Seattle maintains a mild climate due to the maritime polar and maritime tropical air masses which hover over the Pacific Ocean. When Rossby waves dip south from the Arctic Circle they bring with them wisps of continental arctic and polar air into the northern reaches of Washington. The continental polar air mass is usually responsible for any extreme temperatures in Seattle. During the winter, the maritime polar air mass dominates most of the United States’ western coast, from the middle of California up into Alaska. During the summer months, the maritime polar air mass recedes to the southern edge of Canada and the coast of Alaska as the maritime tropical mass brings extra humidity and summer temperatures to Seattle. Both air masses are relatively unstable, leading to cloudy and drab weather.
|This image of the Rossby waves show how it dips into Washington State, bring cold air with it from the Arctic. http://www.geography.hunter.cuny.edu/~tbw/wc.notes/7.circ.atm/rossby.waves.jpg|
On a continental scale, mid-latitude cyclones may begin in the Pacific Northwest as cool air from the continental arctic, maritime polar and maritime tropical masses meet. Typically, Seattle is encountered by mid-latitude cyclones when they are in the formation stage, meaning that the city receives warm, cold fronts, and precipitation from the low side of the cyclone. Lows from the Gulf of Alaska provide Seattle with cold fronts and precipitation as they form and move east. Alberta clippers may affect the Seattle area as they move south east, bringing cold fronts and a small amount of precipitation to the region. Alberta clippers are fast moving and not very large. They occlude quickly over the northeast of the United States without dropping much moisture.
As wind blows from the west to the east, it comes into contact with the orographic barrier of the Olympic Mountains. If the air cannot flow over the mountains it must go around them instead. Air flows around the barrier it enters the Puget Sound Convergence Zone. As the air collides it is forced to rise. It condenses and forms clouds which lead to precipitation when the cloud has reached its vapor load. This is one reason why Seattle receives a large amount of moisture.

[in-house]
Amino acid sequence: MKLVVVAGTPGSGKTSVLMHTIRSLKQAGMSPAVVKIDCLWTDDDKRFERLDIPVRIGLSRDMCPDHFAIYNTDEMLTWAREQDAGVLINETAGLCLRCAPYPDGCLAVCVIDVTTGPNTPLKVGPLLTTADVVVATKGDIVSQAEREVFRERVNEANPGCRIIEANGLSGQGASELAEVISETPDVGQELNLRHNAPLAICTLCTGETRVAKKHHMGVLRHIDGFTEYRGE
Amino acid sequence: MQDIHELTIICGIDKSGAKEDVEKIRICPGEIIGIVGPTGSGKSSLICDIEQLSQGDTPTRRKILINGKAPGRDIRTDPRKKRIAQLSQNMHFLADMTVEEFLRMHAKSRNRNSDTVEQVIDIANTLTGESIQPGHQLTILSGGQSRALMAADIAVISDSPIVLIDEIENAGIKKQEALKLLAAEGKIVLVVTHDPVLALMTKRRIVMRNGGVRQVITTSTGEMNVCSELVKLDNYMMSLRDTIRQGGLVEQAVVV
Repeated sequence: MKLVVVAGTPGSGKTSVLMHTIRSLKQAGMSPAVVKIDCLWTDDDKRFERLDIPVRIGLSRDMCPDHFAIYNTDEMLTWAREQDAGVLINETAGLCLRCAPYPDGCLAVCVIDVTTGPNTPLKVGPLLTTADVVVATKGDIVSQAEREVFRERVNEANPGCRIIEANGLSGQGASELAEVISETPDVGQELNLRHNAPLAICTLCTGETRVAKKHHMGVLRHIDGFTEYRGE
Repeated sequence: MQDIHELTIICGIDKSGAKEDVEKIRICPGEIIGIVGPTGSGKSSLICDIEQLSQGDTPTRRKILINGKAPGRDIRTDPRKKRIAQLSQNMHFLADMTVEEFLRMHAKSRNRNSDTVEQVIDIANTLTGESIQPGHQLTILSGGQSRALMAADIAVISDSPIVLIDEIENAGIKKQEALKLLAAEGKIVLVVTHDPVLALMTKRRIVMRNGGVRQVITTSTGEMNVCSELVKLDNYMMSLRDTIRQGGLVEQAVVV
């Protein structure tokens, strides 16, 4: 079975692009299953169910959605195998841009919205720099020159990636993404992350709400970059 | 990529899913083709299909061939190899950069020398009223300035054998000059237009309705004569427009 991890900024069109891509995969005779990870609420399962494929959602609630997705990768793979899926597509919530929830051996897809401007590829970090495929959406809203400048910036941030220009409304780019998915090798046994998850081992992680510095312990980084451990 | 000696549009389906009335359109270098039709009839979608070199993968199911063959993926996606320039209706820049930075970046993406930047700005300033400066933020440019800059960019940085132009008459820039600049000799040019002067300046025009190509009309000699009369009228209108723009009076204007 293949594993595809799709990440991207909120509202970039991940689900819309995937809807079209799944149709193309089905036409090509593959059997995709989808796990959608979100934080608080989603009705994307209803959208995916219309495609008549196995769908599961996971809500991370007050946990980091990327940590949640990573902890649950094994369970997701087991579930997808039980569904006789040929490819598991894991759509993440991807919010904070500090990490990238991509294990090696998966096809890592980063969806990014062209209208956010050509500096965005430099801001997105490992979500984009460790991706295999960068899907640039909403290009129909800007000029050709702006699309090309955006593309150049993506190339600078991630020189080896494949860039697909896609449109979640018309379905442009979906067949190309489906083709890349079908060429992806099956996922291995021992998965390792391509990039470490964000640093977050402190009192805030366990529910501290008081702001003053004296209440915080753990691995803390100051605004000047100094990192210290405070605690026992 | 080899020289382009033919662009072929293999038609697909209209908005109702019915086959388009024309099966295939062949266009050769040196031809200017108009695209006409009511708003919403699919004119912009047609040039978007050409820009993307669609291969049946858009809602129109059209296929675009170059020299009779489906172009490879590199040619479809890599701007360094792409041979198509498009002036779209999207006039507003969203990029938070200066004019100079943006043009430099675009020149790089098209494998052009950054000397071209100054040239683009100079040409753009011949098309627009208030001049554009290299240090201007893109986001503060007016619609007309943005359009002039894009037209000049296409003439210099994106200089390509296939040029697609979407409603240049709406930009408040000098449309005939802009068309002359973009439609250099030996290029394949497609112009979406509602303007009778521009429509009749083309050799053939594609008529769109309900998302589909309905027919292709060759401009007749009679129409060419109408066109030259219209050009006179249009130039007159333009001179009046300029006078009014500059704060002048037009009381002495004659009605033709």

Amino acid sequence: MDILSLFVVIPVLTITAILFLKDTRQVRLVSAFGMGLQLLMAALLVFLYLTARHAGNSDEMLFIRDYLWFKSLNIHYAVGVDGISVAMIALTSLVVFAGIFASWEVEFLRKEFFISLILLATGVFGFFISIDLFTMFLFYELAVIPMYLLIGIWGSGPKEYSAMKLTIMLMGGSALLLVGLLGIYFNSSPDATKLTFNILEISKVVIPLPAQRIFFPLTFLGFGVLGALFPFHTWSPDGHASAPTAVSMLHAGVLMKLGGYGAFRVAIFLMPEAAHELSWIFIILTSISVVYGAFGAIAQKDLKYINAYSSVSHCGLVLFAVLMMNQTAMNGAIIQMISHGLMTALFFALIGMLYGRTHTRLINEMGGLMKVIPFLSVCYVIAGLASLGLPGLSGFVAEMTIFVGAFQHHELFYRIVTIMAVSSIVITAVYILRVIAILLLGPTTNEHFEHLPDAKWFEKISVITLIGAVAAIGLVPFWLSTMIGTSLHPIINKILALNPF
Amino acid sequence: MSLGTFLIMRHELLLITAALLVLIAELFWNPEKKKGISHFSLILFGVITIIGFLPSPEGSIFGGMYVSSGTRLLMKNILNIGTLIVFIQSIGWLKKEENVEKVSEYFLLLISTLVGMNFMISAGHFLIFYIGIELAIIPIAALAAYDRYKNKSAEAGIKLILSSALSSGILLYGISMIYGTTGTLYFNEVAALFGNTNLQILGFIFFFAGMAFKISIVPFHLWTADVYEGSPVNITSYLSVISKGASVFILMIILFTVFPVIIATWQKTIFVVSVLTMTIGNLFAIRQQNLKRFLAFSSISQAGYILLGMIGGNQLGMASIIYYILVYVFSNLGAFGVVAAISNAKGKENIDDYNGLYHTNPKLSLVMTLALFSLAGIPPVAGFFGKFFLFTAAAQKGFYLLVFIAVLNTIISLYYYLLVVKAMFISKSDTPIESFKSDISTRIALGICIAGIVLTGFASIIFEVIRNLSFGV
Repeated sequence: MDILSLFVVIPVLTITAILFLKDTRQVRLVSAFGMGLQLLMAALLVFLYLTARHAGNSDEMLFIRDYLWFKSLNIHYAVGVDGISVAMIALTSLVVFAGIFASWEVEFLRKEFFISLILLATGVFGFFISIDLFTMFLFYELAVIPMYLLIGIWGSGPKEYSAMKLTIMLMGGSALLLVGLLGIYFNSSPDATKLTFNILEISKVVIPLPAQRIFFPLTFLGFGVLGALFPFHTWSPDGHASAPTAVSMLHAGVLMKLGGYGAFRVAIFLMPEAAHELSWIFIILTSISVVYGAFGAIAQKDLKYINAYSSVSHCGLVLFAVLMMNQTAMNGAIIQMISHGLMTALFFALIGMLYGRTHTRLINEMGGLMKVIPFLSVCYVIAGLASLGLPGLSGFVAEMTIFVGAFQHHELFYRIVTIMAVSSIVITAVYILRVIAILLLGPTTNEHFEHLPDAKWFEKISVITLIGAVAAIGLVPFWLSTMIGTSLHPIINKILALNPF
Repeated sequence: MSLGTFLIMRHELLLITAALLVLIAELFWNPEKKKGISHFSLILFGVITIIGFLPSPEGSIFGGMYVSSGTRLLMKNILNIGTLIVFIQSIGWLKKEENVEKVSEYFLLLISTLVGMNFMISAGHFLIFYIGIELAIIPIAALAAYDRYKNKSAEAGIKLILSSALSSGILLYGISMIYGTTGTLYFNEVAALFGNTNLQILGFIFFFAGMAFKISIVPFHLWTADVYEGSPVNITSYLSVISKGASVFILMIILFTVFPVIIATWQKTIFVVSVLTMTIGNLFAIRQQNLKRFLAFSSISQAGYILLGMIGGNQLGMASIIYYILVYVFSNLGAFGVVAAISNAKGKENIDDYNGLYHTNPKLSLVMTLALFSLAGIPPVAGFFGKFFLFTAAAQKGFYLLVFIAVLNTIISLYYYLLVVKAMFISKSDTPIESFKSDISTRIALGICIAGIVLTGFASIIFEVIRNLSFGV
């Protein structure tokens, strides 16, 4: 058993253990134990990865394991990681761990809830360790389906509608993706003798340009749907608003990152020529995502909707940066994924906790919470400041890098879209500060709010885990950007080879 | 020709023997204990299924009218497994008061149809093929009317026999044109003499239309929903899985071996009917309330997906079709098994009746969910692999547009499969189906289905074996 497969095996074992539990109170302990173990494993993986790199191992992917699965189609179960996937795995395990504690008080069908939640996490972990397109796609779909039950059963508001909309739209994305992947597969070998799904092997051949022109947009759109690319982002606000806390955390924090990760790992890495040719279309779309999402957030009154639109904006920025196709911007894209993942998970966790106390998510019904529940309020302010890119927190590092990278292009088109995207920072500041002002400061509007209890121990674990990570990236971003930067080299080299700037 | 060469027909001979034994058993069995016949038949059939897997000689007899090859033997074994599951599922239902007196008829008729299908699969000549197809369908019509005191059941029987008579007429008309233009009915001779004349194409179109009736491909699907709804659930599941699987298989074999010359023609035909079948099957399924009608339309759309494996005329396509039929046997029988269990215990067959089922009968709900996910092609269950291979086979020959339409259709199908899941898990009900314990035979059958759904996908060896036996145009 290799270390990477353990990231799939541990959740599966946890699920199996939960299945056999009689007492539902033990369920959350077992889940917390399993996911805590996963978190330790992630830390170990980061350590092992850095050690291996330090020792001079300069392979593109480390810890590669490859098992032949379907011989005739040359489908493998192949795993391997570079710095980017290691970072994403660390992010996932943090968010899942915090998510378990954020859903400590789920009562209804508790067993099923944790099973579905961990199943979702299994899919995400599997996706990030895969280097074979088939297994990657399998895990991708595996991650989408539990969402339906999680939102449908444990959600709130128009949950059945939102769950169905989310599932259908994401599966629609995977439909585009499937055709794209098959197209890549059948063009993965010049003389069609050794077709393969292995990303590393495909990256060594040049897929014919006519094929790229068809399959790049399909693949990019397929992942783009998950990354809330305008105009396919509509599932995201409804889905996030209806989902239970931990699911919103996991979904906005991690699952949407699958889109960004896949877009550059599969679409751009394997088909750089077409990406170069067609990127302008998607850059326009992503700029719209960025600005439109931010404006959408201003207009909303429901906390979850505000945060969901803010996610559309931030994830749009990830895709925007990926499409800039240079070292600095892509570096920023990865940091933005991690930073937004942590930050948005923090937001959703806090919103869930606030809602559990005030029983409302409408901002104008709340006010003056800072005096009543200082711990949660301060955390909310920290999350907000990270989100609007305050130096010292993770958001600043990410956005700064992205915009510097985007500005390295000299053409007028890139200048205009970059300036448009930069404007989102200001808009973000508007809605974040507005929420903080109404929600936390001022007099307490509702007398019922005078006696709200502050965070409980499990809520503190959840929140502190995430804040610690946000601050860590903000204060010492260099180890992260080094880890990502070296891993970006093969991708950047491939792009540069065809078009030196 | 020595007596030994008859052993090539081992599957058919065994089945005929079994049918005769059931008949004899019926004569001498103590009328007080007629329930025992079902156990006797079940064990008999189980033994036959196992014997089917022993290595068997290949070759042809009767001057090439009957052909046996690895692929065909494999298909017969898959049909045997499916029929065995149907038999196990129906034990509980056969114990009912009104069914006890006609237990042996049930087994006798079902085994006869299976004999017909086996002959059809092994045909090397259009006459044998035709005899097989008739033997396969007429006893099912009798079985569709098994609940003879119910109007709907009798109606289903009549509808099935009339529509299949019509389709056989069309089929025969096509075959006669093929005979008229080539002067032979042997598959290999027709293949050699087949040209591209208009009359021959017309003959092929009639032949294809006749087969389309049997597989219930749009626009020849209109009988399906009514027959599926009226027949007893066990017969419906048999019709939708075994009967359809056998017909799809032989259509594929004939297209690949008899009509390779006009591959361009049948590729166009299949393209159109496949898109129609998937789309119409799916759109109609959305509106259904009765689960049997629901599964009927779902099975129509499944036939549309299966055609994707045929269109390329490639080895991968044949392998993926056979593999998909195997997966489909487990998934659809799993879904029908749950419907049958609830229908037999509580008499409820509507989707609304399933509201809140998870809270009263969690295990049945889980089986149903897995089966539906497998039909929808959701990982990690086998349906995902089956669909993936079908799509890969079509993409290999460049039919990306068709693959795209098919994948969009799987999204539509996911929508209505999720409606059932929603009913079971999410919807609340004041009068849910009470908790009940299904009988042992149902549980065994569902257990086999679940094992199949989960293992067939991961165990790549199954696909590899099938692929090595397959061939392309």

|This is a radar image of the Puget Sound Convergence Zone. The convergence zone typically brings rain to the Seattle area, as shown. The rain in this instance is light to moderate.|
From Seattle, one might see lenticular clouds form over the mountains, especially Mount Rainier. For Lenticular clouds to appear there must be winds which flow perpendicular to a topographic barrier. The moist air parcels are orographically lifted and form clouds as they meet the dew point. Lenticular clouds often seem as though they are not moving due to the constant supply of cool, moist air from the windward side of the mountain. High pressure gradients often set up conditions for lenticular clouds to form, as they bring strong winds. Lenticular clouds are usually only observed in mountainous regions.
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"Mid-Latitude Cyclone." n.d. Atmos.illinois.edu. Web. 14-16 November 2012.
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"What is the Puget Sound Convergence Zone?" 4 October 2006. Komonews. Web. 14-16 November 2012.